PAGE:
- The Washington Times - Sunday, January 25, 2004

The Washington area must rely less on the federal government for research and turn more to the private sector because it offers a bigger economic benefit, says a group of technology leaders from the public and private sectors.

The Potomac Conference Technology Trade Task Force said the region should lure at least one more major company to anchor the research and development of commercial technology.

The 40-member task force said a tech powerhouse would spur the growth of smaller companies in the region, resulting in more patents, licenses for research, venture capital and, in the end, more money.

“We have great companies, but we could use more,” said Mark Frantz, a co-chairman of the task force and principal of investment firm the Caryle Group. “You could have an explosive multiplier effect here.”

Sterling, Va.-based America Online, the world’s largest Internet service provider, has been credited with sparking many new tech companies in Northern Virginia. But Mr. Frantz said AOL is now more focused on implementing existing technologies than developing new ones.

Lockheed Martin, the Bethesda-based defense contractor that has produced more patents than any other company, does not always create technologies that are accessible to consumers, he said.

The area generates more research money than nearly all regions with similar size and population. But 82 percent of the money used for research and development of technology in Maryland, and 62 percent in Virginia, comes from the federal government. Similar technology hubs such as Massachusetts and California receive 21 percent to 32 percent of their research money from the federal government.

Members of the task force said the Washington region always will rely more on government money than other places.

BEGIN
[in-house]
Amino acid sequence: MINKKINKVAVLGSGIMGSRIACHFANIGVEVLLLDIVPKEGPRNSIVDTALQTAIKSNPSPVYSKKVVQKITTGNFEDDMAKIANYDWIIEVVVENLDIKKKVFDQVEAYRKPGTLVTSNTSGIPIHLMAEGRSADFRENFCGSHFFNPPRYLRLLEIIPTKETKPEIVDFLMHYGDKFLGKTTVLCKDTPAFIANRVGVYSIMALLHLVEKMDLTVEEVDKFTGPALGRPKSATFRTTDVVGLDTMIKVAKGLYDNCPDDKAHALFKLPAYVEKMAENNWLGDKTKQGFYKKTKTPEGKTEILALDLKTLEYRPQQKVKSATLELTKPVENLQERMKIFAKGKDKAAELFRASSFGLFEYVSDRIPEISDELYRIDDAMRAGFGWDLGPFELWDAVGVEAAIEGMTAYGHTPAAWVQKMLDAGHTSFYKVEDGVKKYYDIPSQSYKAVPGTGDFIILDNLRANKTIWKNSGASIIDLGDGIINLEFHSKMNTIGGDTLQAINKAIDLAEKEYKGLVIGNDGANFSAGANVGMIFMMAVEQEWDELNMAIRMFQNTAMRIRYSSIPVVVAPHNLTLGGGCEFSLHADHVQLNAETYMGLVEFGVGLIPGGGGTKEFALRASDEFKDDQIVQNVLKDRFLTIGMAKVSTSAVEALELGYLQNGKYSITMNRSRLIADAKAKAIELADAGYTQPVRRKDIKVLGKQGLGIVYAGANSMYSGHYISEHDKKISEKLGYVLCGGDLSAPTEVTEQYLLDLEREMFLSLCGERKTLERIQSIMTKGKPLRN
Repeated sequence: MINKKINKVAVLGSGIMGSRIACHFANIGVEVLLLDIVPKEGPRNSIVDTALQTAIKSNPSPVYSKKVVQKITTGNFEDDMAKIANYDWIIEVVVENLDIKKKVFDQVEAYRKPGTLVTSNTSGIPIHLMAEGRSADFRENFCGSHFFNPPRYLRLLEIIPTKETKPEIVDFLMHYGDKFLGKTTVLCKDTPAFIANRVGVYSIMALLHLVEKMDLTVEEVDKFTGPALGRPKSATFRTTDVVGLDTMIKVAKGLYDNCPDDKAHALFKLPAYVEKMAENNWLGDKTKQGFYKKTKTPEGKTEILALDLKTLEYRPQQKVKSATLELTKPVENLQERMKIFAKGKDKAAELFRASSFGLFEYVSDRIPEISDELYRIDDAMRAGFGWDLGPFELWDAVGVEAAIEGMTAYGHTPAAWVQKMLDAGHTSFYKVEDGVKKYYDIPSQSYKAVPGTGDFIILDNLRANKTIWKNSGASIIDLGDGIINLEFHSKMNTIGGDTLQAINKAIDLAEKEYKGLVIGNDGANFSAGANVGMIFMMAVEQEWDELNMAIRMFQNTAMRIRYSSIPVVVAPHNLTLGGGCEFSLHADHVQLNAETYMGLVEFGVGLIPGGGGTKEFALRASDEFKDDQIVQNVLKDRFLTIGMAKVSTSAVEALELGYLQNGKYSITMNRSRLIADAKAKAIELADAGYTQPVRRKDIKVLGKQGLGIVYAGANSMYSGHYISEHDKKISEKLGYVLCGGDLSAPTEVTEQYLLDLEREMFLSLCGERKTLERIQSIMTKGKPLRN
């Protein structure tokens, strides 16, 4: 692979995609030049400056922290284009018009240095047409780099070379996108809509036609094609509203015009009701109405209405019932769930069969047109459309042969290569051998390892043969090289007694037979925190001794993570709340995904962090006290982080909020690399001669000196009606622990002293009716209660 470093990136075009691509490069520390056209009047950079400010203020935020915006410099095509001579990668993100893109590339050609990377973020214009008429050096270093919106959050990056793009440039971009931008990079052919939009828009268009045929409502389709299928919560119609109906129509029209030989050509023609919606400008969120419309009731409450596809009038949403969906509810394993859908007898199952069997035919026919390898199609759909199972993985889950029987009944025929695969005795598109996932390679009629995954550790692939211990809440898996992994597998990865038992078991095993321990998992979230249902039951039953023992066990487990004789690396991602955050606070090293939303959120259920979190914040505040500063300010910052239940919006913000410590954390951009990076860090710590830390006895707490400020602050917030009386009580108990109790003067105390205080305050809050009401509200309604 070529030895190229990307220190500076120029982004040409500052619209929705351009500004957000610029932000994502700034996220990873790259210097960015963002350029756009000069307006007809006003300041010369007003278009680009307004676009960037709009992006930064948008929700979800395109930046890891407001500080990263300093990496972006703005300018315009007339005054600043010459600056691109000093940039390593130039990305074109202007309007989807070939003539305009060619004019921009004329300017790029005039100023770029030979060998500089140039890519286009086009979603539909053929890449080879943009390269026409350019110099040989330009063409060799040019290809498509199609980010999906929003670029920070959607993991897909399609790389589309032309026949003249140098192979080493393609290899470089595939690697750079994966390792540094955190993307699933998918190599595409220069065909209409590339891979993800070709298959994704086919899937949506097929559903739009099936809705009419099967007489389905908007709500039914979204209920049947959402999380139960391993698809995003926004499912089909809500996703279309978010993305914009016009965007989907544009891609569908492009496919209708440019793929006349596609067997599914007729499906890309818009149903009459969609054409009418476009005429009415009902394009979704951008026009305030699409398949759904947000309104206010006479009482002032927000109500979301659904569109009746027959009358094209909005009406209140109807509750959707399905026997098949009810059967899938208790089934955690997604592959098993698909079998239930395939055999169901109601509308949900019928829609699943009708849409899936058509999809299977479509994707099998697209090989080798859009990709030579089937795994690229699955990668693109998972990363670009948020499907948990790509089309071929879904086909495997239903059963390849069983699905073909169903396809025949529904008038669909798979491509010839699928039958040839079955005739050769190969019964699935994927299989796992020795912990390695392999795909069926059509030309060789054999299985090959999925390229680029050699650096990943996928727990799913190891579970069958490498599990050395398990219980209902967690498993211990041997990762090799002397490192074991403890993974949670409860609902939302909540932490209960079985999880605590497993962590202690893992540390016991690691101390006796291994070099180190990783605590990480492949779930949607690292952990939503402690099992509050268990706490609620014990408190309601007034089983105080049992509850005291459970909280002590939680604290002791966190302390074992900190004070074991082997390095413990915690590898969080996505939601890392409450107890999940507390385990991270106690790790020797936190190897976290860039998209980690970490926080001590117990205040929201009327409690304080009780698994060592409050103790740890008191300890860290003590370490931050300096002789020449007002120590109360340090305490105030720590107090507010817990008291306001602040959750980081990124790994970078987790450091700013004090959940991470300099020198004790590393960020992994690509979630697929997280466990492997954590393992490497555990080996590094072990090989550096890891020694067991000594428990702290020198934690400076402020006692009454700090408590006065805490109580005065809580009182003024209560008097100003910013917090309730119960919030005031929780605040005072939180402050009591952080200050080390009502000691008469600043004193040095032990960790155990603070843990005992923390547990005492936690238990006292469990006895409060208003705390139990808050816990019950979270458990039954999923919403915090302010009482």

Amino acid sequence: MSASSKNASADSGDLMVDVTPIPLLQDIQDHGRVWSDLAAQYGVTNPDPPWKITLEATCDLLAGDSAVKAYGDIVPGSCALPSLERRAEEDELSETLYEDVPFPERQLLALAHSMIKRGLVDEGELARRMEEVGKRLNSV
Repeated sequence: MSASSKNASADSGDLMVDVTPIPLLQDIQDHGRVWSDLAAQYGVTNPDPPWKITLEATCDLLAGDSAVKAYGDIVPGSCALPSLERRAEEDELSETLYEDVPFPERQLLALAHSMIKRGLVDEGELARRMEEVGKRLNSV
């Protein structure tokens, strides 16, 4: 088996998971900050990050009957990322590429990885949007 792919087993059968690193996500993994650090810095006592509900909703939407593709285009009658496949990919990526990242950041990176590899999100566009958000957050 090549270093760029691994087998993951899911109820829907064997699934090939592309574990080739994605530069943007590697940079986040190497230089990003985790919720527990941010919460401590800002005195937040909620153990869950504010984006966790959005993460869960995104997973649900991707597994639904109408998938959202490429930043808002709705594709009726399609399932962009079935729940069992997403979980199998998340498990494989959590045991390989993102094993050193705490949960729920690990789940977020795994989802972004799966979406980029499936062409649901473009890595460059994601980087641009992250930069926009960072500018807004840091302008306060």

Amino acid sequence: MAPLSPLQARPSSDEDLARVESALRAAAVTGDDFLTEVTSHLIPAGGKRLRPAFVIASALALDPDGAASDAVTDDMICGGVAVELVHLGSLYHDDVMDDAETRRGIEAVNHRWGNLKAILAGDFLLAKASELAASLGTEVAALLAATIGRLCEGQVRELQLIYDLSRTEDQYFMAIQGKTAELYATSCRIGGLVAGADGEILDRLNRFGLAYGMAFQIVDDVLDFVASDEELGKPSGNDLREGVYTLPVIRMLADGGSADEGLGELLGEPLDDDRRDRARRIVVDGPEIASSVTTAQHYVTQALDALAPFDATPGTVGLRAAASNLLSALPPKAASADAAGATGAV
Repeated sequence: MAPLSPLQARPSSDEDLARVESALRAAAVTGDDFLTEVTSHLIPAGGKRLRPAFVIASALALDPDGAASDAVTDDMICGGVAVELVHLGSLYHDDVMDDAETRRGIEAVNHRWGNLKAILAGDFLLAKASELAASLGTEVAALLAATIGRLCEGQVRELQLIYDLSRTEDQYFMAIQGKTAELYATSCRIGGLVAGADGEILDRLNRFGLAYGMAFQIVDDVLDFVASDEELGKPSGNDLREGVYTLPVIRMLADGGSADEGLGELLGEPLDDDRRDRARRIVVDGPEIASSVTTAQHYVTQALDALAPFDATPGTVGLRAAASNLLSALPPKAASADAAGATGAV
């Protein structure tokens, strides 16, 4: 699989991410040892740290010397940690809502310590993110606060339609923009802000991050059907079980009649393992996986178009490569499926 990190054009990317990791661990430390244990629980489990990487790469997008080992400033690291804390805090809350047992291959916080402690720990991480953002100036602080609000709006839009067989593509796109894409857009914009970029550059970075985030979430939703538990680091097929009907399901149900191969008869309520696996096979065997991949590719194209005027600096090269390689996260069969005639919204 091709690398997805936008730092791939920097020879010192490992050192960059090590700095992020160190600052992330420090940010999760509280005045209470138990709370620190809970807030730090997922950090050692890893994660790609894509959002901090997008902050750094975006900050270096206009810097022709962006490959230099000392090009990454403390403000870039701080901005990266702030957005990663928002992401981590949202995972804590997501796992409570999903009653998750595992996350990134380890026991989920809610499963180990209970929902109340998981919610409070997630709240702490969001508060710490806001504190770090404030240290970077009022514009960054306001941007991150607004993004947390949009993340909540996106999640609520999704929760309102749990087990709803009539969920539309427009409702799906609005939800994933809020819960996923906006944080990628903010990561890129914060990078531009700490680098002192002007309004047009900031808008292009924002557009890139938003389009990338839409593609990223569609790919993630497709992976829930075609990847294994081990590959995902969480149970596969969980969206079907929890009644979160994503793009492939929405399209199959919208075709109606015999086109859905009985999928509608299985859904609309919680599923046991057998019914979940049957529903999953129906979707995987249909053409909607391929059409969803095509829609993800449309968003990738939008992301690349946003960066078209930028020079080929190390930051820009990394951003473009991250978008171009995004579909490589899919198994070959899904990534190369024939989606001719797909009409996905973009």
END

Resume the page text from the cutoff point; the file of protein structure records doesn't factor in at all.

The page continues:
The problem, task force members said, is that government agencies often are too committed to certain missions and have less incentive than companies to turn their research into dollars.

“We need to do more with the public labs to get their technology out in the public sector for commercialization,” said C.D. “Dan” Mote Jr., president of the University of Maryland and co-chairman of the task force.

The task force was formed as a result of the June meeting of the Potomac Conference, a daylong gathering of more than 150 leaders from local universities, companies and government agencies who discussed ways to increase the commercial success of technologies developed in the Washington area.

The Washington region ranked fourth among major tech centers in the number of patents issued in 2002, with 1,768. But it ranked last in the number of patents per business.

Similarly, universities in the area averaged fewer than one license for every $10 million in research, below the national average and half that of the San Francisco Bay area and Boston.

The task force argued that the Washington area should follow the example of those two regions, where major universities work with high-profile companies on developing technologies and then produce them in the marketplace.

The task force said the Washington area has no lack of top research universities, but that partnering with local tech firms has not generated the type of financial benefits seen in other cities.

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